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Hanoi Trips

  • A dragon statue atop the Temple of Literature, Hanoi / Kym Garcia
  • Energetic Hanoi
  • Ho Chi Minh Mausoleum in Hanoi
  • Hanoi Old Quarter / Vidotour
  • Fruit seller, streets of Hanoi / Kym Garcia

Vietnam’s capital is a small city of broad tree-lined boulevards, lakes, parks, weathered colonial buildings, elegant squares and some of the newest office blocks and hotels in Southeast Asia. It lies nearly 100 km from the sea on a bend in the Red River and from this geographical feature the city derives its name – Hanoi means ‘within a river bend’. The history of the city must be the most confusing of any oriental capital: established as a defensive citadel in the eighth century it has had at least seven names since then and has served a country of fluctuating borders.

In an age of urban sprawl, Hanoi remains compact, historic and charming. Hanoians may be dour and xenophobic and their leaders austere but the large diplomatic community brings a cosmopolitan feel. And a younger generation has proved willing to engage with the outside world. Consequently the feel of Hanoi is very different – and pleasantly so – from what it was just 15 years ago.

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Hanoi has a wealth of historical sights lying as it does at the heart of a region rich in history and landscapes. The scenery around the city is some of the most attractive in the land. Excursions to the Perfume Pagoda and the temples and caves at Tam Coc are particularly worthwhile.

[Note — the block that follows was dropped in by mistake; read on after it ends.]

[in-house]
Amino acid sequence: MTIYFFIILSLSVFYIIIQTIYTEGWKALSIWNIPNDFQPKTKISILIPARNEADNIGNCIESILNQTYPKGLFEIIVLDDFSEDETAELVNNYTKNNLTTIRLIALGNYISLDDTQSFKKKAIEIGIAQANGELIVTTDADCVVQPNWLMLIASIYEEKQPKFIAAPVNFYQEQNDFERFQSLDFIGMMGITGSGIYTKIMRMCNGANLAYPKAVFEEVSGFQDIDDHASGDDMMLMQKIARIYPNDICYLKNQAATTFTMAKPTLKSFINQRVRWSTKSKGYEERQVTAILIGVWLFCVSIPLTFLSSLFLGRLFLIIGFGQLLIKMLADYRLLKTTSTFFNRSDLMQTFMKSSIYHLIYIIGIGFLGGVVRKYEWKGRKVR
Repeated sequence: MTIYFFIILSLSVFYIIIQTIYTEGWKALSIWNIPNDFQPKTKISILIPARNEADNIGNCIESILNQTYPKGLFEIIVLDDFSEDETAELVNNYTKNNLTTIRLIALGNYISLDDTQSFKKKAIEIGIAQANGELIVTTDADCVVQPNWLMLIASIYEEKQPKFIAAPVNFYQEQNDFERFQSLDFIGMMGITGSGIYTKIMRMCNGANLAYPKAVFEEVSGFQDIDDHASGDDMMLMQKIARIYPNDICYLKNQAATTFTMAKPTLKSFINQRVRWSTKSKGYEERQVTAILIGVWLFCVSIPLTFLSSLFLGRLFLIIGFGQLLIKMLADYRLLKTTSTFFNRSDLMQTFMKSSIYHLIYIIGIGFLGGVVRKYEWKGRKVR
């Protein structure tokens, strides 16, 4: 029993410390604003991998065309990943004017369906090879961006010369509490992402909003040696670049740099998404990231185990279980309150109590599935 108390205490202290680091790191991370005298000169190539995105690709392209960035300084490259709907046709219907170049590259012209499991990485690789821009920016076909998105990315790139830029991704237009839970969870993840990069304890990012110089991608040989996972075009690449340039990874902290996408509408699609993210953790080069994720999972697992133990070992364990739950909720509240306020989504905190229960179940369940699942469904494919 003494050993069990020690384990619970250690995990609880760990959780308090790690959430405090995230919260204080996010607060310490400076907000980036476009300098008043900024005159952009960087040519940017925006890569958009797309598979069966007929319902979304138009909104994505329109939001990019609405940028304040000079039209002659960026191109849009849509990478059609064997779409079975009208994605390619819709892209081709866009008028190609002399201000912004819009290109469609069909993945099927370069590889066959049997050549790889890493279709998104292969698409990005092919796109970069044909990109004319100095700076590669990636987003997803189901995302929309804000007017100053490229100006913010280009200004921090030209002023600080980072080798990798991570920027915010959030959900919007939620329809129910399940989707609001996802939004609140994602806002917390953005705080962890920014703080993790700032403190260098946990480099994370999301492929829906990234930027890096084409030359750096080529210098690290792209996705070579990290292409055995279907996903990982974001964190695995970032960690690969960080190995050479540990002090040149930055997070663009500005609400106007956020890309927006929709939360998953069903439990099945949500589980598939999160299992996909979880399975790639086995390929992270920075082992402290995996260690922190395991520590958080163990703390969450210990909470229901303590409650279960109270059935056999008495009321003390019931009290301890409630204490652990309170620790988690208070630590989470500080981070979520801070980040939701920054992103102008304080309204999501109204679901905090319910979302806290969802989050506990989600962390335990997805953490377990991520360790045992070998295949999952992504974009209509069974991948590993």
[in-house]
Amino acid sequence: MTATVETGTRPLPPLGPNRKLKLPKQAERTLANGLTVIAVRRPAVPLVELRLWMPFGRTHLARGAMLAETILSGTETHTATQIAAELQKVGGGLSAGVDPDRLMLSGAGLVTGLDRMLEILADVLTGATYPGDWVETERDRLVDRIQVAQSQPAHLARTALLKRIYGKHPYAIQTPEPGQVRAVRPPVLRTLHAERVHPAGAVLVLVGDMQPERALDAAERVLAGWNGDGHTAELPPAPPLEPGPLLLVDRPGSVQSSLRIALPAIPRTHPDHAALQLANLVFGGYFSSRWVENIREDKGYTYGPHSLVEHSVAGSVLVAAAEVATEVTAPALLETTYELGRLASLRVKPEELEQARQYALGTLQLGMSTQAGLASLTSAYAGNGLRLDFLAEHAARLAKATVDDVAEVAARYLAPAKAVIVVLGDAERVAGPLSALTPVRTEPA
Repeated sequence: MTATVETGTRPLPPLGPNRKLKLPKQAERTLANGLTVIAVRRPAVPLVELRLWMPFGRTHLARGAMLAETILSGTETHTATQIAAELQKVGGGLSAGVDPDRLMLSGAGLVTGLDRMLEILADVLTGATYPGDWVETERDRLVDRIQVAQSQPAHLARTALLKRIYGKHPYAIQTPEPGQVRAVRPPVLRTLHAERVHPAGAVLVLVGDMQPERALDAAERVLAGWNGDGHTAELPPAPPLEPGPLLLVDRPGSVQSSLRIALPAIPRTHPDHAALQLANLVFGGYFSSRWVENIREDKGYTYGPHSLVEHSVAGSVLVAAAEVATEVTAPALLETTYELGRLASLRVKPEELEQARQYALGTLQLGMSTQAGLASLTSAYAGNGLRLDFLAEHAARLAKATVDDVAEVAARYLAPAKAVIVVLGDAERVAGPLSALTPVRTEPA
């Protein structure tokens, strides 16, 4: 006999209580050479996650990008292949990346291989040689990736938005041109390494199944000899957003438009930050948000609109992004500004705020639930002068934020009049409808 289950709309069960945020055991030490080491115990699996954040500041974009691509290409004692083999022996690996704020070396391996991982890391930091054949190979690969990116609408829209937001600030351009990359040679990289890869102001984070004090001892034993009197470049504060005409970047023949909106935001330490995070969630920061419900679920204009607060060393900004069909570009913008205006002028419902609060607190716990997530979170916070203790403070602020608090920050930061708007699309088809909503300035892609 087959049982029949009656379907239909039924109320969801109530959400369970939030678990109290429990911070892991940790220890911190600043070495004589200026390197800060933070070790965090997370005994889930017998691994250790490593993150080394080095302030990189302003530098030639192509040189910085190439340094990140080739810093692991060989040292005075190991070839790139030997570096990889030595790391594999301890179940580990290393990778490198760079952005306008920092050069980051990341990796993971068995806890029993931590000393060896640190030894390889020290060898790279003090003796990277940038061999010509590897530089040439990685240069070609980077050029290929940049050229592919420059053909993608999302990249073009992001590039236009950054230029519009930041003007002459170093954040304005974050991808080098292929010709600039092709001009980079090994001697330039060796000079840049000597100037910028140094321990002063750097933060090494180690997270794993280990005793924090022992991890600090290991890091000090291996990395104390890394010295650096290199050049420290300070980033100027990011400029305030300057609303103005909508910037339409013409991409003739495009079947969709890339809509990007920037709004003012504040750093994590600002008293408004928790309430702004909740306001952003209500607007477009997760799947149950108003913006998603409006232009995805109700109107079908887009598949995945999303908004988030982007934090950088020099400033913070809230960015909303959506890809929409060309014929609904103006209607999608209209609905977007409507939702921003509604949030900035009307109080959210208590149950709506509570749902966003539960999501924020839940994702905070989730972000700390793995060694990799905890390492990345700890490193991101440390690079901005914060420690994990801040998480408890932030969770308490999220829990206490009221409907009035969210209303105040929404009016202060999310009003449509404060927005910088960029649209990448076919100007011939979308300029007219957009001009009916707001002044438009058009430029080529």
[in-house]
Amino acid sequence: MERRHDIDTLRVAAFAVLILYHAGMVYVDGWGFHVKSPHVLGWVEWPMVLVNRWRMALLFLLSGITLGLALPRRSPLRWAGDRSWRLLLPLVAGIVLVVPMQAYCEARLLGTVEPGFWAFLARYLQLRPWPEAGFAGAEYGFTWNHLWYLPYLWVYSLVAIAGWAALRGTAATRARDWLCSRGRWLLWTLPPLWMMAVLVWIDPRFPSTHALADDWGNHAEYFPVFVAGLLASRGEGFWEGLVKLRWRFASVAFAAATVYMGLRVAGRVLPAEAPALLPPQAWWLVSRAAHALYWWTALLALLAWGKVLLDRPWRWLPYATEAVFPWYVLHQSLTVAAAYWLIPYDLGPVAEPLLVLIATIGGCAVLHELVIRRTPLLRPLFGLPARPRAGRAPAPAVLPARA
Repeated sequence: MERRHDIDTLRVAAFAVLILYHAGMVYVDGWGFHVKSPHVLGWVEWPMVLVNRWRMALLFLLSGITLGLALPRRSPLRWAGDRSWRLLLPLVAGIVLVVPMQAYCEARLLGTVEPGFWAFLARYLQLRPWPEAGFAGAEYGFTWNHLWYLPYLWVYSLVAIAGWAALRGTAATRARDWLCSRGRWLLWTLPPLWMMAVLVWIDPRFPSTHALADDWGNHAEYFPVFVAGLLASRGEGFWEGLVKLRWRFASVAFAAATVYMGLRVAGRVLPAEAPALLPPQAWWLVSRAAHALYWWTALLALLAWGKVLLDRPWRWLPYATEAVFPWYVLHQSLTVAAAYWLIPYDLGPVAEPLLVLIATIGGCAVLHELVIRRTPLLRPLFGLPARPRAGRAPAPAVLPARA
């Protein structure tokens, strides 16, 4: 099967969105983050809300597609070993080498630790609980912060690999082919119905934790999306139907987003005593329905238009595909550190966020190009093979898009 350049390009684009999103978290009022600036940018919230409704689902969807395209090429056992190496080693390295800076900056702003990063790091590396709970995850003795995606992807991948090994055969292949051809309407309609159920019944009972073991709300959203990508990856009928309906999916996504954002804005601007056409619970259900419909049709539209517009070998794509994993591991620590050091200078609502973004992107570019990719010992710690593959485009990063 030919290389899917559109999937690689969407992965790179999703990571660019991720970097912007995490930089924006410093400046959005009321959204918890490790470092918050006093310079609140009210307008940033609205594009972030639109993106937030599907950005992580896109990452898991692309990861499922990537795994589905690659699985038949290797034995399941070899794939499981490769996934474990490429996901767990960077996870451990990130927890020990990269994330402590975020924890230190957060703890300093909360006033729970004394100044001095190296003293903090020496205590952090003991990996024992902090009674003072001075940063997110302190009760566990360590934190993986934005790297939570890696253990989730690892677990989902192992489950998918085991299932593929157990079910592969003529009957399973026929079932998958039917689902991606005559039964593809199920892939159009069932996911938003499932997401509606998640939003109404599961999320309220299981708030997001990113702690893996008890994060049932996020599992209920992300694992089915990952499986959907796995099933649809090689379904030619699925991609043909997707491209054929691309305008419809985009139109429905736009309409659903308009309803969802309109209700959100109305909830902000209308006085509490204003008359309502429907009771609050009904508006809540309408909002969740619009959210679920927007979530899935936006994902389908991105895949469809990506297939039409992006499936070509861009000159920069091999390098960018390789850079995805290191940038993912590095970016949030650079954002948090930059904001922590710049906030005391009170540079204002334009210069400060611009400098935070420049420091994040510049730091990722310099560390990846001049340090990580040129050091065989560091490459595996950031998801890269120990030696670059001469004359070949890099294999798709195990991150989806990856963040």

Hanoi also has stylish shops and plentiful market stalls and increasingly diverse restaurants from French haute cuisine to Vietnamese street food. Much of its charm, though, lies not so much in the official 'sights' but in the unofficial and informal: the traffic zooming around the broad streets or the cyclos taking a mellow pedal through the Old Quarter, small shops packed with traders' goods or stacks of silk for visitors, skewered poultry on pavement stalls, mobile flower stalls piled on the backs of bikes, the bustle of pedestrians, the ubiquitous tinkle of the ice cream man's bicycle, and the political posters, now raised to an art form, dotted around the city. Like China when it was ‘opening-up’ to Western tourists in the late 1970s, the primary interest lies in the novelty of exploring a city which, until recently, has opted for a firmly socialist road to development and has been insulated from the West.


Trips visiting Hanoi